Hospital Dr News

NHS Backlog: clinicians are being forced to work overtime often unpaid

Thousands of doctors and nursing staff say they feel under pressure from employers to work extra shifts, often unpaid.

Some doctors say they are already exhausted and fear that they will be pressured to do extra shifts without adequate rest to help reduce the huge backlog of patients needing treatment in NHS hospitals.

Over half of the doctors surveyed by the BMA in the UK had worked extra hours (58.1%), with around a third of them (28.5%) reporting that these hours were unpaid.

Nearly half (44.2%) of the 5,500 doctors who responded felt pressured by their employer to do extra hours, while over a third (36%) had either skipped taking full breaks altogether or taken them on rare occasions.

This has left staff exhausted with nearly 60% of doctors reporting a higher-than-normal level of fatigue or exhaustion.

These experiences are also echoed among registered nurses (RNs) and nursing support workers as figures from the Royal College of Nursing’s survey of members’ experience of the pandemic.

In July 2020, one third of nursing staff in all sectors reported they are working longer hours. Of these, 40% of respondents are not being paid for the additional hours, with a further 18% only sometimes being paid.

Meanwhile, the latest NHS England staff survey found that over 65% of RNs and a third (30.4%) of nursing support workers worked extra hours that were unpaid.  

Dr Chaand Nagpaul, BMA council chair, said: “To learn that an already depleted and now exhausted workforce feels forced into doing more and more hours, with many reporting higher levels of fatigue than ever, is extremely worrying. It is putting them at risk and their patients. Working ‘flat out’ without a change to rest and recuperate is simply unsustainable and unsafe.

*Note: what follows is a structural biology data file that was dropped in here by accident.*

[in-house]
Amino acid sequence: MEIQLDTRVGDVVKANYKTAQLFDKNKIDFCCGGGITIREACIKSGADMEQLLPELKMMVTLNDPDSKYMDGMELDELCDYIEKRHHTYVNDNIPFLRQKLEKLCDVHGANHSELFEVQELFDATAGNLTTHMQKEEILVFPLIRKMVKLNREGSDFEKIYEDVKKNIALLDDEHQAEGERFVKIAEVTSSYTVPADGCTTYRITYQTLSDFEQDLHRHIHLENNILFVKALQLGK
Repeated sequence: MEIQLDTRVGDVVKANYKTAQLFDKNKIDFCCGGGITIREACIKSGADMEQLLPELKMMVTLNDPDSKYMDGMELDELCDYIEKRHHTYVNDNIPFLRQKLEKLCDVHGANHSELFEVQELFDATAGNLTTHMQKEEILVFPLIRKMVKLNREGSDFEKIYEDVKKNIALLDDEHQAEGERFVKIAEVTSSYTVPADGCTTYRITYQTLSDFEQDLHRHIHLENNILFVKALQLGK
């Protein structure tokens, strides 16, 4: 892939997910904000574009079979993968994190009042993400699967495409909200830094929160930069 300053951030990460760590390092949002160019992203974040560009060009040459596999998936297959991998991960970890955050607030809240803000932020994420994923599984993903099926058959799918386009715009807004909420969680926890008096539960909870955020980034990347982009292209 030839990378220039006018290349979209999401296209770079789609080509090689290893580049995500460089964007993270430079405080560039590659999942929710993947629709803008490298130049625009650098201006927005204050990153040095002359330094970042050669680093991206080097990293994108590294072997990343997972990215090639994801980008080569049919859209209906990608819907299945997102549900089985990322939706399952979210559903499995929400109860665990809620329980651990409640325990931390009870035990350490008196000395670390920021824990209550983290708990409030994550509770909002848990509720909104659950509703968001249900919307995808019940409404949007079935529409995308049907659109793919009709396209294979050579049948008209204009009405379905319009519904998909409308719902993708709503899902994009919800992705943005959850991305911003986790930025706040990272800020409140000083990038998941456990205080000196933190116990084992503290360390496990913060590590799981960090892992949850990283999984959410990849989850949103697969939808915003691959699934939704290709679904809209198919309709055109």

“Far too many colleagues across the NHS are experiencing unacceptable levels of exhaustion while being pressured to work extra shifts, and this needs to be addressed as a matter of urgency. Governments should be doing all they can to ensure staff have an opportunity to rest and reset – no one should feel pressured to take the NHS backlogs on a goodwill basis.”

Exhausted staff

Royal College of Nursing Acting Chief Executive and General Secretary, Pat Cullen, said: “Exhausted health and care staff, without whom we would not have turned the tide of the pandemic, must be supported to recover.

“We cannot return to the understaffed wards, care homes and clinics from before the pandemic. Investment in staffing and pay is about both patient safety and the health of our workers.”

They’re calling for the government to:

•             Prioritising protecting the health, safety, and mental wellbeing of the workforce;

•             Providing the service with additional resourcing dedicated to helping to tackle NHS backlogs;

•             Ensuring that staff with signs of stress have access to a rapid referral, including self-referral, independent specialist occupational physician-led service;

•             Expanding the healthcare system’s capacity; and

•             Putting measures in place expand the medical workforce.

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